How These 5 Women Are Fighting Gender Bias in Hollywood

photo credit:  Happy Print Co. 

photo credit: Happy Print Co. 

For 16 years LUNA has been promoting women storytellers with LUNAFEST. Every year they program and travel with 6-8 short films, bringing awareness in different cities to female directors. They also partner with local women’s non-profits in the cities where films screen to raise money for local charities.

And last Sunday at #CreateCultivateSXSW, in keeping with the spirit of the day and LUNAFEST, four amazing female storytellers took to the stage to talk about the realities for women directors in Hollywood. They were introduced by Suzy Starke German, the brand marketing manager for LUNAFEST, who told the audience "About two years ago we decided we wanted to look at the careers of the filmmakers who had toured their films through LUNAFEST.” The company also partnered with USC’s Media, Diversity and Social Change Initiative to complete a study about women in film. "Like in many areas, women directors are underrepresented,” said Starke German, bringing to the stage Mynette Louie, President of Gamechanger Films, an equity fund that exclusively finances women directed narrative features.

Joining them on stage were: Jennifer Brea, director of “Unrest,” a first time documentary filmmaker who used the medium to explore her personal medical journey, Rachel Holder, the writer and director of “I Love Bekka and Lucy,” a female friendship comedy which is the first digital series to be accepted into SXSW, and Kim Sherman, a production executive with Stage 13 representing “I Love Bekka and Lucy,” at the festival. 

The women candidly discussed their journeys and where they feel the conversation (and action) needs to go.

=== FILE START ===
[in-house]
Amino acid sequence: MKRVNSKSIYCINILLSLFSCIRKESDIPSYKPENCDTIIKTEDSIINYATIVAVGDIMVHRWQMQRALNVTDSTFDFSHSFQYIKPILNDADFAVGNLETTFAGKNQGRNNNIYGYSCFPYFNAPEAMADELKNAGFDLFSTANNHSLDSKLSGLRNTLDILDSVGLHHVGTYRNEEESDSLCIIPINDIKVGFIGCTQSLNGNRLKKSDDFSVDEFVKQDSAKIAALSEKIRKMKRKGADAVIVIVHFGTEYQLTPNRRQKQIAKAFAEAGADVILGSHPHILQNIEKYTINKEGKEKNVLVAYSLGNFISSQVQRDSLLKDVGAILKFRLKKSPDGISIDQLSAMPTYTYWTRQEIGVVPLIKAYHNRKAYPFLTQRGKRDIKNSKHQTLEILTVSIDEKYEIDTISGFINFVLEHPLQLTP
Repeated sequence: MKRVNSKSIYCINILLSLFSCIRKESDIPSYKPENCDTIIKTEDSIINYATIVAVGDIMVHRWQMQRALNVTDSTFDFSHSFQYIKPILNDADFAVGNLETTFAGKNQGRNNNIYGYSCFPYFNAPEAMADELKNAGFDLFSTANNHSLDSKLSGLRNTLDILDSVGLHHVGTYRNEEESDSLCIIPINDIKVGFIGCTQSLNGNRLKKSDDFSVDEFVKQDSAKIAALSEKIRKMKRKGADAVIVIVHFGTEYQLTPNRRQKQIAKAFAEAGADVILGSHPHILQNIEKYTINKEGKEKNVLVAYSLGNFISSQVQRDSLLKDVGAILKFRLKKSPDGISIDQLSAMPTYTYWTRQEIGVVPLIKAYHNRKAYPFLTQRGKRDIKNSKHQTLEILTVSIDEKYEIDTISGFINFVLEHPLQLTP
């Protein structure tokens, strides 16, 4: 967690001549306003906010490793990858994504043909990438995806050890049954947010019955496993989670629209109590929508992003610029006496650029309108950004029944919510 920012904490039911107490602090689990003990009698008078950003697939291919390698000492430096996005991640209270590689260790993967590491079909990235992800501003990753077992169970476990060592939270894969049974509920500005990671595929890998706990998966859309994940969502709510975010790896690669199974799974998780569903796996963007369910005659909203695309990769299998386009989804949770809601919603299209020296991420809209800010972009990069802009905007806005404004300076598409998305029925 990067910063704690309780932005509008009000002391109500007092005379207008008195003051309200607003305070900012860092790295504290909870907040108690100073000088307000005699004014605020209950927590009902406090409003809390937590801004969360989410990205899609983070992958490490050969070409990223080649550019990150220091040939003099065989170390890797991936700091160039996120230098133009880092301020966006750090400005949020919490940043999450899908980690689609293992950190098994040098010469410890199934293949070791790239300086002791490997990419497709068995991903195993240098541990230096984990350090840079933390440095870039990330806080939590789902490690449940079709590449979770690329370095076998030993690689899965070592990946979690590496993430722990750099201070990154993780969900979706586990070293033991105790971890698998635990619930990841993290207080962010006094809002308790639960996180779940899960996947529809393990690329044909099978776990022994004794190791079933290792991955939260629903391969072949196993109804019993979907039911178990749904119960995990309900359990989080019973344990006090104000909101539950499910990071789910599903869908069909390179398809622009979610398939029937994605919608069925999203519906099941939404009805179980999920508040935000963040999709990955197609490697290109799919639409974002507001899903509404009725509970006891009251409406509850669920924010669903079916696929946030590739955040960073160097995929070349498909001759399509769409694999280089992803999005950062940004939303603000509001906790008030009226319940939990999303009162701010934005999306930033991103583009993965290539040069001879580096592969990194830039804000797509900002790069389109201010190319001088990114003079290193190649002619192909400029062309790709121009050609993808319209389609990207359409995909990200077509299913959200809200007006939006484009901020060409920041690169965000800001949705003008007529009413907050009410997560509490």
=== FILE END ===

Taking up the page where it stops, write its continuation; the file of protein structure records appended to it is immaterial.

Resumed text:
She’s from a little town in the Midwest but Kim Sherman told the audience, “I don’t think I ever thought, ‘I can’t do this’ or ‘I shouldn’t do this.’ I just started making movies. Every feature seemed to lead to the next. Eventually, thanks to amazing women like Mynette, I was recommended for this new digital initiative, Stage 13.” Stage 13 specifically works to support emerging artists in underrepresented communities-- “women being part of that,” she shared.

Rachael Holder got her start with an MFA from NYU/Tisch. “After graduation I wrote a lot of scripts, but no one was reading me. So I decided to not wait for permission and I made a web series. That web series was purchased by WB. With that platform I created ‘I Love Bekka and Lucy,’” she explained.  “The beginning of my creative process was creating these characters, because I wanted to have a walking resume. Something people could click on and get two-minutes of content, hear my voice, and hear my POV. That’s how you do it, it works.”

photo credit: Smith House Photography 

photo credit: Smith House Photography 

Nodding to Holder’s narrative about how she got her start, Brea picked up on the theme of permission. “I think ‘permission’ is a big theme about how women get their start. Who are the gatekeepers and do you need to ask for permission? For me, I was pursuing a totally different path in life. I was an academic, it was a safe path— but I had a strong impulse to tell a story that I really cared about and believed that it had to be visual that I had the idea to make a documentary. I think it’s because I had reached a place where I was so sick, I had lost everything, there was nothing left to lose. It was from that place that I felt I could take the risk.”

“Make your art without asking for permission,” Brea encouraged.  

“Make your art without asking for permission.”

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Both Jen Brea and Rachael Holder relied on Kickstarter to launch their projects.

For the first “I Love Bekka and Lucy” vignettes, Holder used Kickstarter, relying on friends and family for donations. She made a web series with 5k.